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Attic Ventilation Tips for Homeowners


Why is attic ventilation important?

Attic ventilation is very important to the life of your home -- in terms of maintaining the structural integrity of your home and also as it contributes to the overall efficiency of your home. In the warmer Summer months, it helps to direct the rising heat up and out of the house, thus increasing the life of your roof's shingles and decreasing your cooling costs. In the Winter, proper ventilation helps to keep your attic dry as it moves the moist, warm air from below up and out of the house.

How can you determine whether or not your attic is properly vented?

One of the easiest and quickest ways to tell whether or not your attic is vented is to touch your home's ceiling on a hot, Summer day. A ceiling that is hot or warm to the touch indicates improper attic ventilation up above. Another way to inspect your attic ventilation is to take a good look at your roof and eaves while standing outside. Do you see any attic or roof vents? In the Winter months, you'll want to watch out for thick ridges of ice on your eaves or dampness/frost on your rafters and roof sheathing. Another great way to get a quality snapshot of your attic's ventilation system is to hire a local home inspector or roofing professional to conduct a routine maintenance check.

What are my choices in terms of attic vents?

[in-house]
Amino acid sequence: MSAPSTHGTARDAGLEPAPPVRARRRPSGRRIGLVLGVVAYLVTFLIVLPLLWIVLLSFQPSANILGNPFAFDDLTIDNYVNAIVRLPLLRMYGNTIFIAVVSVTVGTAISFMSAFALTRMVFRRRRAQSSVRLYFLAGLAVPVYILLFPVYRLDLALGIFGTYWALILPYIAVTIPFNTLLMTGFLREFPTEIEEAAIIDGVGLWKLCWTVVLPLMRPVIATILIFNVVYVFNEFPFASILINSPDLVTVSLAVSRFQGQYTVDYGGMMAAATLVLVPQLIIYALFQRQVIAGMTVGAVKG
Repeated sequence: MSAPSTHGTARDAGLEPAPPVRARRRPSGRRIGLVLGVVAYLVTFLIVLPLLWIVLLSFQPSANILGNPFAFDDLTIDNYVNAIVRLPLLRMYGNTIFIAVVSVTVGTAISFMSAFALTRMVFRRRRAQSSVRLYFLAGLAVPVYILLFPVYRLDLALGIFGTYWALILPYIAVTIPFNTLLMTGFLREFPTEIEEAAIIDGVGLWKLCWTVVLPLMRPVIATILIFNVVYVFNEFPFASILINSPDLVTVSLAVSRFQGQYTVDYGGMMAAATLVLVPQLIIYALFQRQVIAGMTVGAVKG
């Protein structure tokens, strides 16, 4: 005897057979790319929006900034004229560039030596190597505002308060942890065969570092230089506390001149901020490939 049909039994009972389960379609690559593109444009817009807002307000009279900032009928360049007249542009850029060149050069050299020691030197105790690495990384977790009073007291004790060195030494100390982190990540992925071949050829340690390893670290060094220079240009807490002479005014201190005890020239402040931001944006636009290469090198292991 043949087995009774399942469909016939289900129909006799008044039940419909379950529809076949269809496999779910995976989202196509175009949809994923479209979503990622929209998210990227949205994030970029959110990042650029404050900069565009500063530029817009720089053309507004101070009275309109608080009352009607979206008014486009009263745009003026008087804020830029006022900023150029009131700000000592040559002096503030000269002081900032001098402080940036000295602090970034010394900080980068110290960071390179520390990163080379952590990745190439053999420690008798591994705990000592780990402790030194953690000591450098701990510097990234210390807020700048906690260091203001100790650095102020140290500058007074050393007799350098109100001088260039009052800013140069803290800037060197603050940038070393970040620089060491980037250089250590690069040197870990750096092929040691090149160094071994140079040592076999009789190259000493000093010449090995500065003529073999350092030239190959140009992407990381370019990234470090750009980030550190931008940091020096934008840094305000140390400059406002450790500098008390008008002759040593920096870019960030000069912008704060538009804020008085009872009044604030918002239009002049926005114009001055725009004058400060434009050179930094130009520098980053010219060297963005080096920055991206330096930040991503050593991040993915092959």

When it comes to attic ventilation, there are two important categories of vents -- intake vents and exhaust vents. As their names imply, intake vents take air from outside into the home, and exhaust vents expel air from the home into the air outside the home. In order to have an effective and highly efficient attic ventilation system, your home must have the correct balance of intake and exhaust vents.

Intake Vents:

Intake vents essentially pull cooler outside air into the attic, thus encouraging the warmer air inside the home to rise and exit the home. The most common types of intake vents are soffit vents, drip edge vents, and fascia vents. Soffit vents are placed under your roof's eaves, drip edge vents are used when your home has little or no soffit, and fascia vents are best used when your home contains no soffit at all.

Exhaust Vents:

Exhaust vents are placed on top of your home's roof in order to expel hot air from the attic. The most commonly used types of exhaust vents are ridge vents, static roof vents, hip ridge vents, gable vents, and turbine or whirlybird vents. Ridge vents are placed at the top of a roof's peak and are covered by the roof's shingles, static roof vents are similarly placed on the highest peak of a roof but are not disguised by shingles, gable vents are triangle-shaped and located at the peak of a roof's shingles, and whirlybird vents are wind turbines that rely on the wind for power. All types have their pros and cons, so it is best to enlist the help of a professional when deciding what is best for your home's attic and roof ventilation system.

As previously mentioned, attic ventilation is crucial to maintaining the quality and efficiency of your home and all of its working parts. Not only will it ensure peak performance in terms of heating and cooling; additionally, it will help to deter moisture issues in your attic (and roof) and thus to prevent damage to your home's structure for years to come!


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